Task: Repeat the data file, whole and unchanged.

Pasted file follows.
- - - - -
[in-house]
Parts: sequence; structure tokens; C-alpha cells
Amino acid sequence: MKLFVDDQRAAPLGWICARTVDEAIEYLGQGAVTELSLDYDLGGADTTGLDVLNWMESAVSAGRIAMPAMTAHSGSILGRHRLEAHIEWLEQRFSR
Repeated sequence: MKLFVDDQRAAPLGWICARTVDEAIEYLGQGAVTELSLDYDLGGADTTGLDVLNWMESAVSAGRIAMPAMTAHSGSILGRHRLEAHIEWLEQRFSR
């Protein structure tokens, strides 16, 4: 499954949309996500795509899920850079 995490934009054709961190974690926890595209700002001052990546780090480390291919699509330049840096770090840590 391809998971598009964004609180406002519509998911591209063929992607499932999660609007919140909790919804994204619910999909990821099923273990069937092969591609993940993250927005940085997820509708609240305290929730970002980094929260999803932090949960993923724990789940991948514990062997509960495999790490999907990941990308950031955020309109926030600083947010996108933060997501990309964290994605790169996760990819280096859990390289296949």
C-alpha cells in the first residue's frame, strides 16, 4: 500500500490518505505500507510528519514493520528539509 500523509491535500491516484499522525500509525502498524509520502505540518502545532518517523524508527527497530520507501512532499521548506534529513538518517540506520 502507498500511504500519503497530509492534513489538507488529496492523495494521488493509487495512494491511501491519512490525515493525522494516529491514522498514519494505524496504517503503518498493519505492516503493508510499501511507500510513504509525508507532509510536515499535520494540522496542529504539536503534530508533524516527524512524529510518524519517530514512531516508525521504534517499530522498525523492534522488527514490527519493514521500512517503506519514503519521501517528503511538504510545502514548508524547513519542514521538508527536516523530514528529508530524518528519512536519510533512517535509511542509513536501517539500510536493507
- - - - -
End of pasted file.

[in-house]
Parts: sequence; structure tokens; C-alpha cells
Amino acid sequence: MKLFVDDQRAAPLGWICARTVDEAIEYLGQGAVTELSLDYDLGGADTTGLDVLNWMESAVSAGRIAMPAMTAHSGSILGRHRLEAHIEWLEQRFSR
Repeated sequence: MKLFVDDQRAAPLGWICARTVDEAIEYLGQGAVTELSLDYDLGGADTTGLDVLNWMESAVSAGRIAMPAMTAHSGSILGRHRLEAHIEWLEQRFSR
């Protein structure tokens, strides 16, 4: 499954949309996500795509899920850079 995490934009054709961190974690926890595209700002001052990546780090480390291919699509330049840096770090840590 391809998971598009964004609180406002519509998911591209063929992607499932999660609007919140909790919804994204619910999909990821099923273990069937092969591609993940993250927005940085997820509708609240305290929730970002980094929260999803932090949960993923724990789940991948514990062997509960495999790490999907990941990308950031955020309109926030600083947010996108933060997501990309964290994605790169996760990819280096859990390289296949």
C-alpha cells in the first residue's frame, strides 16, 4: 500500500490518505505500507510528519514493520528539509 500523509491535500491516484499522525500509525502498524509520502505540518502545532518517523524508527527497530520507501512532499521548506534529513538518517540506520 502507498500511504500519503497530509492534513489538507488529496492523495494521488493509487495512494491511501491519512490525515493525522494516529491514522498514519494505524496504517503503518498493519505492516503493508510499501511507500510513504509525508507532509510536515499535520494540522496542529504539536503534530508533524516527524512524529510518524519517530514512531516508525521504534517499530522498525523492534522488527514490527519493514521500512517503506519514503519521501517528503511538504510545502514548508524547513519542514521538508527536516523530514528529508530524518528519512536519510533512517535509511542509513536501517539500510536493507